CROWN POINT — The Lake County sheriff's department is requesting $770,060 to purchase a new boat for law enforcement and public safety operations on Lake Michigan.
Vincent Balbo, chief of the sheriff's police, told the Lake County Council Thursday that one of the sheriff's two Lake Michigan patrol boats, originally built in 1994, is nearing the end of its useful life and needs to be replaced in the near future.
He said after speaking with Chicago police, and members of similar police marine units in the Midwest, he's confident the selected watercraft, a Metal Shark Defiant with a top speed of 60 mph, can withstand the rigors of operating on Lake Michigan and meet the varied needs of the sheriff's department.
"We have looked at a number of boats for that purpose that ranged up to $1.5 million," Balbo said. "Based on our responsibilities on the lake, we really believe that this purchase will better serve the citizens of Lake County for their safety and security."
Balbo told the council the sheriff's department is responsible for 26 miles of busy lake shore extending from the Illinois state line to Porter County.
He said the sheriff's police need equipment to respond to any eventuality, ranging from a commercial airliner plunging into the lake to boat sinkings to drownings, including Sunday's drowning death of a 20-year-old Illinois man near the Lake Street Beach in Gary.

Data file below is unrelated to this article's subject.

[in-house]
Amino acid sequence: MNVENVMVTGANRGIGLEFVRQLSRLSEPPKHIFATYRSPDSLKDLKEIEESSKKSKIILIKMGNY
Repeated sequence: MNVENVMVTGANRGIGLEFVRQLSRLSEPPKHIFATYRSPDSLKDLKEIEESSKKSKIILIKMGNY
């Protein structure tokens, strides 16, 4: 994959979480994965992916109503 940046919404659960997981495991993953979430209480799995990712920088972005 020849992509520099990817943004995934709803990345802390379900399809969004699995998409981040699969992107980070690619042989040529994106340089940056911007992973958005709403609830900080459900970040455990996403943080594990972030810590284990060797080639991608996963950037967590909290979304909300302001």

"We were able to take care of business and conclude the operation within a very short period of time," Balbo said. "Yes, the Coast Guard will respond. But they'll respond from a distance. We have our people, real-time, on (the water)."
Scott Schmal, the council's finance director, said money to purchase the boat is available, since millions of dollars that normally would have been appropriated to the sheriff's office and other county departments during last year's budgeting process were held back in case of tax revenue shortfalls caused by COVID-19.
At the same time, Councilman Charlie Brown, D-Gary, said the $770,060 price tag for a boat definitely caught his attention, and he wondered whether his fiscally conservative Republican colleagues would support the purchase.
Councilman Dan Dernulc, R-Highland, said he does have some consternation, but he understands if it truly is needed to ensure public safety on the lakefront.
The seven-member council is due to vote July 15 on whether to fund the boat acquisition.
Actually purchasing the boat, under normal circumstances, would be a task for the three-member Lake County Board of Commissioners, which repeatedly has refused to consent to major equipment purchases, including other boats, requested by Sheriff Oscar Martinez Jr.
However, the council is aiming to take control of county purchasing from the commissioners on July 26, absent a court order to the contrary, so the sheriff may have a better shot this time of actually getting the boat if the council authorizes the necessary spending.